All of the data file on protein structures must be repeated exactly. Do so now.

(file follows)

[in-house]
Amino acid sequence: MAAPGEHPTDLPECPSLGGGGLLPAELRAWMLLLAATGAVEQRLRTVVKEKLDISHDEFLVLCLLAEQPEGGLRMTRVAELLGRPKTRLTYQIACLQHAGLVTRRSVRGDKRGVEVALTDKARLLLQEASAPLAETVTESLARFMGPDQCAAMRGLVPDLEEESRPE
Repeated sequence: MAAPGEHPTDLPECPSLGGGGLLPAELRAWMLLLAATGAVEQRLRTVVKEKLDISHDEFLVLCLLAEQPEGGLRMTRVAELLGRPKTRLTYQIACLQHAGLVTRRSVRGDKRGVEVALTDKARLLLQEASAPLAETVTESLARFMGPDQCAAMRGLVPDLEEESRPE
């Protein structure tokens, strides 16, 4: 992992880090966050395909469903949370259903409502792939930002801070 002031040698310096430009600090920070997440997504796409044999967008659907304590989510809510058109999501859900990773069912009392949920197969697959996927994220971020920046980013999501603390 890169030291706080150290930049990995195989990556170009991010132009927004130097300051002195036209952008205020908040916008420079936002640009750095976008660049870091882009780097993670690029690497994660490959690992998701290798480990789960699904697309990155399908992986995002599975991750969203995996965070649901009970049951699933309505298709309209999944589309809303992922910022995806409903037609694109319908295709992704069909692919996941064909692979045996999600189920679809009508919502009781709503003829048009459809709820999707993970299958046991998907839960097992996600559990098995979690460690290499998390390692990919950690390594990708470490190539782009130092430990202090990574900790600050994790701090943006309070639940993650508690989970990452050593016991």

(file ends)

[in-house]
Amino acid sequence: MAAPGEHPTDLPECPSLGGGGLLPAELRAWMLLLAATGAVEQRLRTVVKEKLDISHDEFLVLCLLAEQPEGGLRMTRVAELLGRPKTRLTYQIACLQHAGLVTRRSVRGDKRGVEVALTDKARLLLQEASAPLAETVTESLARFMGPDQCAAMRGLVPDLEEESRPE
Repeated sequence: MAAPGEHPTDLPECPSLGGGGLLPAELRAWMLLLAATGAVEQRLRTVVKEKLDISHDEFLVLCLLAEQPEGGLRMTRVAELLGRPKTRLTYQIACLQHAGLVTRRSVRGDKRGVEVALTDKARLLLQEASAPLAETVTESLARFMGPDQCAAMRGLVPDLEEESRPE
């Protein structure tokens, strides 16, 4: 992992880090966050395909469903949370259903409502792939930002801070 002031040698310096430009600090920070997440997504796409044999967008659907304590989510809510058109999501859900990773069912009392949920197969697959996927994220971020920046980013999501603390 890169030291706080150290930049990995195989990556170009991010132009927004130097300051002195036209952008205020908040916008420079936002640009750095976008660049870091882009780097993670690029690497994660490959690992998701290798480990789960699904697309990155399908992986995002599975991750969203995996965070649901009970049951699933309505298709309209999944589309809303992922910022995806409903037609694109319908295709992704069909692919996941064909692979045996999600189920679809009508919502009781709503003829048009459809709820999707993970299958046991998907839960097992996600559990098995979690460690290499998390390692990919950690390594990708470490190539782009130092430990202090990574900790600050994790701090943006309070639940993650508690989970990452050593016991």